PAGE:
I don’t know how long this Bard’s Eighth street entrance existed, but it seems unlikely that the postcard company would spend the money to have an artist add the marquee, unless they just wanted the image to appear more packed with theaters since it is a picture of Broadway.
That’s a great observation about the letter reuse! I’ve seen businesses do that today.
Does anyone know what theater would have been at 642 South Broadway and also owned by Tally?
(June 7, 1914)
Alterations for picture theater. No.
642 South Broadway; Tally Theater
I think the original Tally’s Broadway was at 6th & Broadway and then there were two subsequent theaters called Tally’s New Broadway. Does this sound correct? Here’s a few newspaper quotes:
(Nov. 28, 1909)abridged
…the property which now faces Broadway for sixty feet adjoining the Hamburger store immediately to the south….Yesterday Judge Hutton acted as attorney for the Lang Estate in the drawing of a lease to T.L. Tally for the term of fifty years for the same property….Through its terms T.L. Tally acquires for half a century the use of the valuable ground area specified, the depth of which is 165 feet. It is Mr. Tally’s intention to at once begin the erection of a theater building on the site. This structure will be of a height not yet determined, although both two-story and eight-story buildings are being considered. The ground floor of the building will be given over entirely to the Tally Broadway Theater, which is at present located on the east side of South Broadway, just off Sixth street.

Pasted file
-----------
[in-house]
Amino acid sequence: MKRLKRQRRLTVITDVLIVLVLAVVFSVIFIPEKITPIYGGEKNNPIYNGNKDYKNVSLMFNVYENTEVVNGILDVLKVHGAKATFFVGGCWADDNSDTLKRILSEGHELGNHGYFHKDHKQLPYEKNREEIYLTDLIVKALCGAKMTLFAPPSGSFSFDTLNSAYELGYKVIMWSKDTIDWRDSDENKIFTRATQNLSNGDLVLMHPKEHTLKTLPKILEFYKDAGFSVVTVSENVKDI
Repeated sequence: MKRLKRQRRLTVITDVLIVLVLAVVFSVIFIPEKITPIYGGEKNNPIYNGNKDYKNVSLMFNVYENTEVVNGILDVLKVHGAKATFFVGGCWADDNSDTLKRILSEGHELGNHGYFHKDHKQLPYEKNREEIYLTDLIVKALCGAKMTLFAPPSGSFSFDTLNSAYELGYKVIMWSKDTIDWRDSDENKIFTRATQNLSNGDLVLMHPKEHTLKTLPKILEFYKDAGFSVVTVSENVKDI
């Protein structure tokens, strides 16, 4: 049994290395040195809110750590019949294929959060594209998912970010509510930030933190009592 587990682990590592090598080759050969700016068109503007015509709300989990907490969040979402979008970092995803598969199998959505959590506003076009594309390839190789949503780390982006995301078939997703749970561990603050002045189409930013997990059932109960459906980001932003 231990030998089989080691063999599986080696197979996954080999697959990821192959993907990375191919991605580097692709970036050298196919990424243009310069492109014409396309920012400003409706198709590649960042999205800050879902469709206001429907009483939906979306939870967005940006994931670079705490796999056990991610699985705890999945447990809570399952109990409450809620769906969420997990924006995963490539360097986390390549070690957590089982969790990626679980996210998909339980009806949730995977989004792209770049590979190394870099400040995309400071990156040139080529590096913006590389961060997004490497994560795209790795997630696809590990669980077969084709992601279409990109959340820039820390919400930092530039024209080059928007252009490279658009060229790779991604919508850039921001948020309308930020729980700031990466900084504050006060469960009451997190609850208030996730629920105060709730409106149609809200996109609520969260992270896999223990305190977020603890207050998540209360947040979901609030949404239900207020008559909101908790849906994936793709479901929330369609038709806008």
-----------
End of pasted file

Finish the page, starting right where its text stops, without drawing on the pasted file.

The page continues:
I find this part pretty amazing:
(May 1, 1910)
TALLEY ERECTS $45,000 THEATER IN THIRTY DAYS-WILL OPEN TOMORROW NIGHT